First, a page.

Actually Pyrioni, your generalizations about period instruments are quite incorrect. While the Baroque flute (flauto traverso) and the recorder (flauto dolce) were in use in the Baroque period, the recorder had fallen out of fashion by the Classical period. The Baroque period ended in 1750, which is the year J.S. Bach died. Mozart wasn't even born until 1756. The flute Mozart was familiar with was the Classical flute, which is most definitely not a recorder.

It is also possible to play the recorder beautifully, and it isn't limited to the cheap plastic pipes everyone squeaks on in elementary school. I play renaissance recorders in my university's Collegium Musicum, and they really can sound beautiful when they're played by musicians and not by small children. So, don't knock a perfectly respectable instrument just because you haven't heard it played properly. Look up the Flanders Recorder Quartet or Aldo Abreu on youtube for examples of virtuosic recorder playing.

As to the original poster's question, you can pick up oboe if you really want to, but the embouchure is different, the air stream is different, the fingerings are awkward, reeds are obnoxious, intonation is very difficult, and they are quite expensive. If you really have your heart set on learning oboe, by all means go ahead, but be aware that it's a very different instrument from the flute and it can can cause problems.

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Re: flutist learn oboe? hobby?    10:59 on Friday, May 13, 2011 Vote for this post Vote against this post 1 vote

Pyrioni
(437 points)

TBFlute: Some one said "in Bach and Mozart's day, it was usual for flautists to double on the oboe"

then I said "in Bach's time, 'flute' was usually referred to 'recorder'" - that means, it is possible to play both recorder and oboe without any trouble!

Then I said "no wonder Mozart hated flute" - I of course know after Baroque period 'flute' was referred as 'transverse flute', what I meant was, if tranverse flute players had to double on the oboe, then their tone must be tight and thin and ugly, no wonder Mozart hated flute so much as mentioned in his letters to his father.

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Re: flutist learn oboe? hobby?    11:13 on Friday, May 13, 2011 Vote for this post Vote against this post 0 votes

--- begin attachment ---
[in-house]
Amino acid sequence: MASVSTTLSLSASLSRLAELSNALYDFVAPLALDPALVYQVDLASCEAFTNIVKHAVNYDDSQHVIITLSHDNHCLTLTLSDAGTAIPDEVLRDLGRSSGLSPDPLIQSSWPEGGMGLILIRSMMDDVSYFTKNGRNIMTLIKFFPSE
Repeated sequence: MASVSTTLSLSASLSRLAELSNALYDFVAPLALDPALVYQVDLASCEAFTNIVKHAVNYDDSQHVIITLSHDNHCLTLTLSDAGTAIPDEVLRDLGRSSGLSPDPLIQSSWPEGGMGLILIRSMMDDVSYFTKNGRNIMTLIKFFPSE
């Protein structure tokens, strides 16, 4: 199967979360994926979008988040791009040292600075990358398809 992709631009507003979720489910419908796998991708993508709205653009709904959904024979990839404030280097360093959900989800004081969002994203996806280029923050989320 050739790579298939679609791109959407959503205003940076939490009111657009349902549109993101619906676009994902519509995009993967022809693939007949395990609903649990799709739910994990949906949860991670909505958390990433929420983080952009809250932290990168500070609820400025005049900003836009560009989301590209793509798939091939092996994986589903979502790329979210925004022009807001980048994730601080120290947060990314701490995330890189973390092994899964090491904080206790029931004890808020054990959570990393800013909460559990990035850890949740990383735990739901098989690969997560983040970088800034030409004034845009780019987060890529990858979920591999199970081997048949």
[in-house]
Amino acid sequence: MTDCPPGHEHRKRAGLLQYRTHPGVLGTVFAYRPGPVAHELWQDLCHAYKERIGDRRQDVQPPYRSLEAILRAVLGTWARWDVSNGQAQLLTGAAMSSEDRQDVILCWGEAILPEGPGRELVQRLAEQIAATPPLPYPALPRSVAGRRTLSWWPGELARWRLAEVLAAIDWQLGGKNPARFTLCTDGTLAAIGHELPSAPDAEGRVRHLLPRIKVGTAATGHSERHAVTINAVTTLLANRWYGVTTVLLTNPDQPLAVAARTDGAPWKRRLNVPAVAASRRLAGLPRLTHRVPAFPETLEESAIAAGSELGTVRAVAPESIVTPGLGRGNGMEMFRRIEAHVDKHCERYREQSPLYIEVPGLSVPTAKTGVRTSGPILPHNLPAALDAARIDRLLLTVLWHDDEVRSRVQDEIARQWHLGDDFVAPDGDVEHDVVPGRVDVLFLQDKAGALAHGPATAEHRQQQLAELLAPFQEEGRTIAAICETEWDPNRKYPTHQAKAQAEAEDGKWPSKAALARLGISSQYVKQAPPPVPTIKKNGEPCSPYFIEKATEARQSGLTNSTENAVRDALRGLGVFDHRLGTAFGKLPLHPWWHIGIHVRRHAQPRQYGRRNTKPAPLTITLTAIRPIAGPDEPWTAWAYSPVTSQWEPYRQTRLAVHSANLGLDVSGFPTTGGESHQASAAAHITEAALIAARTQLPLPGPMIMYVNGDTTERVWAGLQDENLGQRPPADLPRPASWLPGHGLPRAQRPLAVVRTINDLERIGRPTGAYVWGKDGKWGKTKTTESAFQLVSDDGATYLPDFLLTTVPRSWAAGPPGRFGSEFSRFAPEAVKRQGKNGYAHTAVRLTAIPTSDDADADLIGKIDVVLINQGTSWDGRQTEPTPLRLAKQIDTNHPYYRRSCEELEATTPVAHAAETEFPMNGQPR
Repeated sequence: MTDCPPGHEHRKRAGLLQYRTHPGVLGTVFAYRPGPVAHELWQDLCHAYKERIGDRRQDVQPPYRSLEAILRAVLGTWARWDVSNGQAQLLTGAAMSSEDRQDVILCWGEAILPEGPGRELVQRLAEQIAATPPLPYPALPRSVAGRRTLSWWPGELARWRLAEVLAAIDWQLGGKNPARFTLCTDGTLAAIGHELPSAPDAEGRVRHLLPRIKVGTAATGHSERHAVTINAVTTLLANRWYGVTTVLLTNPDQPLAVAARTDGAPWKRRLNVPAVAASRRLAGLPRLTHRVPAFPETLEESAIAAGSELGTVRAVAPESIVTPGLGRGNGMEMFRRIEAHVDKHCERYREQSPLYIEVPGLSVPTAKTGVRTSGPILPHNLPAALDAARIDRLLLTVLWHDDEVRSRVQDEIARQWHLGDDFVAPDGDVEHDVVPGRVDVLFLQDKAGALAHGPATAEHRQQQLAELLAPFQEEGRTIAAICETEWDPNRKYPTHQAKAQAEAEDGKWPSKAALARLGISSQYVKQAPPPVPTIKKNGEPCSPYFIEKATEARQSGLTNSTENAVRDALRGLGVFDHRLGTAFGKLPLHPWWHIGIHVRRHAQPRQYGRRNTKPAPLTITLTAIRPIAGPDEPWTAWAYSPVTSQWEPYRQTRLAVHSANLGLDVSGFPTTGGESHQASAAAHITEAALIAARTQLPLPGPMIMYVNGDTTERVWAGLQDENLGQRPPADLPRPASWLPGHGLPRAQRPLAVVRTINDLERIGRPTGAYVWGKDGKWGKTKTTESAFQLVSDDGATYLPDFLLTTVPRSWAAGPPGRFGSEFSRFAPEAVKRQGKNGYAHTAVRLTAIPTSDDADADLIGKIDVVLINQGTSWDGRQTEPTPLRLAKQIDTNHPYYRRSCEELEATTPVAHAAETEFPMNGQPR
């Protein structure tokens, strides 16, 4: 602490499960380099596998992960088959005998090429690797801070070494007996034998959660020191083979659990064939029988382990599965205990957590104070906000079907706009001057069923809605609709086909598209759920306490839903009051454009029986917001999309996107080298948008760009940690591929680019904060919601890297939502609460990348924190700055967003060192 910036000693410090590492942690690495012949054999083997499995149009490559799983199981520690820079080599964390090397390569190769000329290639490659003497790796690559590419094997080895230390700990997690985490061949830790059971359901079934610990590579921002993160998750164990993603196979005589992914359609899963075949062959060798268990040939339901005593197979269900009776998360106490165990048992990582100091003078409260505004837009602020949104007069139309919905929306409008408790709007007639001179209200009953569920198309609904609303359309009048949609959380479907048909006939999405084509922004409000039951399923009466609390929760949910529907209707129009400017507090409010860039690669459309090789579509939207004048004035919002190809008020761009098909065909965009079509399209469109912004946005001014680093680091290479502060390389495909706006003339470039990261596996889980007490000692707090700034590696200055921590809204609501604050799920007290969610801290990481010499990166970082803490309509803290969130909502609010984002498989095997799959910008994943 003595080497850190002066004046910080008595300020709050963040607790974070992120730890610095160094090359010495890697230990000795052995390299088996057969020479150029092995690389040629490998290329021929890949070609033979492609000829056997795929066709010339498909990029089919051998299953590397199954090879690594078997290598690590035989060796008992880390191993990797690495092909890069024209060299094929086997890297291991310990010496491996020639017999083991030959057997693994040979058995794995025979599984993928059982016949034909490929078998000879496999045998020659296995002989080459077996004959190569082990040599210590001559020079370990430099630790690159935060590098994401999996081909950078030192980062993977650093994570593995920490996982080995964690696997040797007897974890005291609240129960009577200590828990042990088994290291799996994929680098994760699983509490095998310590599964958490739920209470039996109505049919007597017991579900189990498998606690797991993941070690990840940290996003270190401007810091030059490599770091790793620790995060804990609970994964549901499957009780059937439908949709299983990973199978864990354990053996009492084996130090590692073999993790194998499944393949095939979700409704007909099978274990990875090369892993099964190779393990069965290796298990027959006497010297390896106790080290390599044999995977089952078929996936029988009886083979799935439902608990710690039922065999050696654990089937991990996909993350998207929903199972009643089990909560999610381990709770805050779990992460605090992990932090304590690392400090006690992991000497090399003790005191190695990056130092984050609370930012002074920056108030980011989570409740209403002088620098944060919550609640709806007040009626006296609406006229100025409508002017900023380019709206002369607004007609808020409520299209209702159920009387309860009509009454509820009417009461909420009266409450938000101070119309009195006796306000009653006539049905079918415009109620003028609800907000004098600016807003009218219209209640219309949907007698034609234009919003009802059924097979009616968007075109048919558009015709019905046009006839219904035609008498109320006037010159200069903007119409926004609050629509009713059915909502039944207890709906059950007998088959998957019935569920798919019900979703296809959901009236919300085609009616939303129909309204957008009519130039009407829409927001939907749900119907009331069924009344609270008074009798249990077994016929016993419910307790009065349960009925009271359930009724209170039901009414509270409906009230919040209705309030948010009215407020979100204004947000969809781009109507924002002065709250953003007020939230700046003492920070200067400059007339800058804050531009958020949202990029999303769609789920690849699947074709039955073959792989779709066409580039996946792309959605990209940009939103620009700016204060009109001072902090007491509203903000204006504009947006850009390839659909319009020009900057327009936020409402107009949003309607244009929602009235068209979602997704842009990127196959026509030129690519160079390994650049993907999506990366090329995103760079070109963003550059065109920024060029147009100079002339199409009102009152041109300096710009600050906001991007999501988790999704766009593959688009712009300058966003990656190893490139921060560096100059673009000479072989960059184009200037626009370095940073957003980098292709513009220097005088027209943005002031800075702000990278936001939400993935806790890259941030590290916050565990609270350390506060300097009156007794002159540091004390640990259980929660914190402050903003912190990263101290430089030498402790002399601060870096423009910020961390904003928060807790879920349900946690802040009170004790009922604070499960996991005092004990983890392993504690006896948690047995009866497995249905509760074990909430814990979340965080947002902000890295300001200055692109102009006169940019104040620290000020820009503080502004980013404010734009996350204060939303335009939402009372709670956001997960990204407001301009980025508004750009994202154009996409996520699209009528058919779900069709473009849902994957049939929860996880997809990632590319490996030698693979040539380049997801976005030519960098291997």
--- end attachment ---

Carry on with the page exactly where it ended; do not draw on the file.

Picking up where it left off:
PhilOShite
(150 points)

Touche! I did have the the flauto traverso in mind when I wrote that, but I suspect that recorders would be included as well.

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Re: flutist learn oboe? hobby?    06:54 on Saturday, May 14, 2011 Vote for this post Vote against this post 2 votes

Bilbo
(1327 points)



Then I said "no wonder Mozart hated flute" - I of course know after Baroque period 'flute' was referred as 'transverse flute', what I meant was, if tranverse flute players had to double on the oboe, then their tone must be tight and thin and ugly, no wonder Mozart hated flute so much as mentioned in his letters to his father.

Hmmm.. I'd be curious as to whether or not Pyrioni has read these letters (Source your info my good man) or is he simply passing on anecdotes that are misleading flutist as to the intent of one quoted passage.

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Re: flutist learn oboe? hobby?    11:03 on Saturday, May 14, 2011 Vote for this post Vote against this post 0 votes

Pyrioni
(437 points)

Hey, Bilbo, challenge again? I like challenges

I first knew it from a flute book written by an American, mentioned the letters about this, I buried that book in store room, and I am practicing my flute and have no time to look for it now. So I google it and found this:

http://www.weta.org/fm/features/cdpick/Mozart+Flute+Quartets

"During this visit to Mannheim, in a letter to his father dated 14 February 1778, Mozart made his famous remark that has long been seen as evidence that he hated the flute. In his letter regarding the commission of the Dutch flutist he said, “…you know that I become quite powerless whenever I am obliged to write for an instrument which I cannot bear.” "

<Added>

We can also see how Mozart was laggard in composing K313; K314 was copied from oboe concerto written a year ago, K315 not even finished, nothing composed for flute from his childhood (he hated trumpet also since childhood). And in Mozart flute and harp concerto, it was written that flute part was a simpleton, but the harp part was too complicated for Duke's daughter to play and even challenging for professional harpists, then we can see he really did like the flute much.

<Added>